Impossibly Realistic Aviation Art

Check out some of the most photorealistic aviation art.

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As aviation has evolved over the decades, so too have the ways artists depict the myriad aircraft we fly. Thanks to advances in 3-D modeling and digital imaging software, today's illustrators have more tools than ever at their disposal when taking a blank slate and turning it into an image of a lifelike aircraft, with all of its glorious curves and edges shown in incredibly realistic detail. (Illustration by Ronnie Olsthoorn)
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Adam Tooby relies on general assembly drawings to create scenes like this one, which shows a flock of Aleutian Tigers. (Illustration by Adam Tooby)
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See the steps that Adam Tooby, CGI artist, uses to make digital models, such as these Phantom F-4s (Sundowners) on the next slides.
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Step 1. The beginning of a realistic, digital aircraft model benefits from general assembly drawings. "These are key to getting the construction right," says CGI artist Adam tooby. "Cross sections are also very helpful but not always available." (Illustrations by Adam Tooby)
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2. With the engineering drawings providing the necessary guidelines, artists begin to craft the airplane using an ever-growing network of polygons, which are shapes that serve as a "3-d image defined in space," Ronnie Olsthoorn says.
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3. When the aircraft is near completion, the artist adds the final smoothing detail to ensure that every part, whether it be the slight curve of the nose or the refined intricacies of the wing, is as close to perfect as possible.
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4. Once the airplane has fully taken shape, the next step is to split the mesh into different sections so that elements such as color and depth can be added throughout. Each section will be unwrapped and flattened into a 2-D image, making it easier for artists to add fine details such as panel lines and rivets.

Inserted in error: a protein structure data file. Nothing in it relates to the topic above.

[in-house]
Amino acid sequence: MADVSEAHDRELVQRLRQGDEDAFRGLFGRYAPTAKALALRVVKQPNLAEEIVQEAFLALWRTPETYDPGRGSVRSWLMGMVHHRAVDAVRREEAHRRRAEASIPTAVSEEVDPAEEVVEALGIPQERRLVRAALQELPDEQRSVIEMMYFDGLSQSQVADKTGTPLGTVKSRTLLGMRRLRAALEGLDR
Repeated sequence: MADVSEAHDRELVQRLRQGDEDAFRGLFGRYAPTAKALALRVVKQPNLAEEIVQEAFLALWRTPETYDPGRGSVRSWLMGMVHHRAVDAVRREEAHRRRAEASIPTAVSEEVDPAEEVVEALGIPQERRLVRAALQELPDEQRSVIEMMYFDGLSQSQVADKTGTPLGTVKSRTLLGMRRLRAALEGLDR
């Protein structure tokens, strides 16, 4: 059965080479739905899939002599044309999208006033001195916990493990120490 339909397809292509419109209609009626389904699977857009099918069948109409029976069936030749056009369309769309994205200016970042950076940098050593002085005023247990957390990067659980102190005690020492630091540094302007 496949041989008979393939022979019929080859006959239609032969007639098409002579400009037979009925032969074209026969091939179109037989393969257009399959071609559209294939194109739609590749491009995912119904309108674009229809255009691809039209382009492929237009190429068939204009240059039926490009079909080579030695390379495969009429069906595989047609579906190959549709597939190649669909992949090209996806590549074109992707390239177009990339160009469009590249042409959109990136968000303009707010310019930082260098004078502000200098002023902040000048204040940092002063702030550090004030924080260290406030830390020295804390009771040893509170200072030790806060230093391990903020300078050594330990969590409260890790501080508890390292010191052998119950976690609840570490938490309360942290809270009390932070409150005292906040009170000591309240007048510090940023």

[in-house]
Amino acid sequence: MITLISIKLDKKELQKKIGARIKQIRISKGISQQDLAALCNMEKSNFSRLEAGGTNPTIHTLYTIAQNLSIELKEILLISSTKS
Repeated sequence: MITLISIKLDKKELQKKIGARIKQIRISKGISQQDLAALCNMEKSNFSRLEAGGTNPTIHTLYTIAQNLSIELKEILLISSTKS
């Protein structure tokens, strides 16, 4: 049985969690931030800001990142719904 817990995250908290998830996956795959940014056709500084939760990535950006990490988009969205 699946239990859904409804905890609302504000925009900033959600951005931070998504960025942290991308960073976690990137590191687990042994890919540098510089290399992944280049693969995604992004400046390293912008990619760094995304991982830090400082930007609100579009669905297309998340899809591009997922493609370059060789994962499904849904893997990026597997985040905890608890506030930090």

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5. Once all of the textures have been added, the multiple flat, 2-D sections are rewrapped, resulting in a single 3-D model of an airplane that can be placed in any particular angle amid an endless number of environments and backgrounds.
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It can take weeks and even months in certain cases to build complex scenarios like this one, which features Allied Warbirds on D-Day. (Illustration by Adam Tooby)
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This Messerschmitt Bf-109 features the "black tulip" nose paint made famous by German Fighter Ace Erich Hartmann. (Illustration by Adam Tooby)
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This Lufthansa Boeing 747, reconstructed by talented CGI artist David Finlay, weighs in at approximately 15,000 polygons. (Illustration by David Finlay)
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P-51 Mustang Old Crow (Illustration by Adam Tooby)
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A-12 (Operation Black Shield) (Illustration by Adam Tooby)
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Japanese Secret Projects (Illustartion by Ronnie Olsthoorn)
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Zero at sunset (Illustration by Ronnie Olsthoorn)
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P-51 Mustang Daddy's Girl (Illustration by Ronnie Olsthoorn)
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BAC TSR-2 To read more about these, check out Bethany Whitfield's feature "Pixel Perfect: Impossibly Realistic Aviation Art." (Illustration by Ronnie Olsthoorn)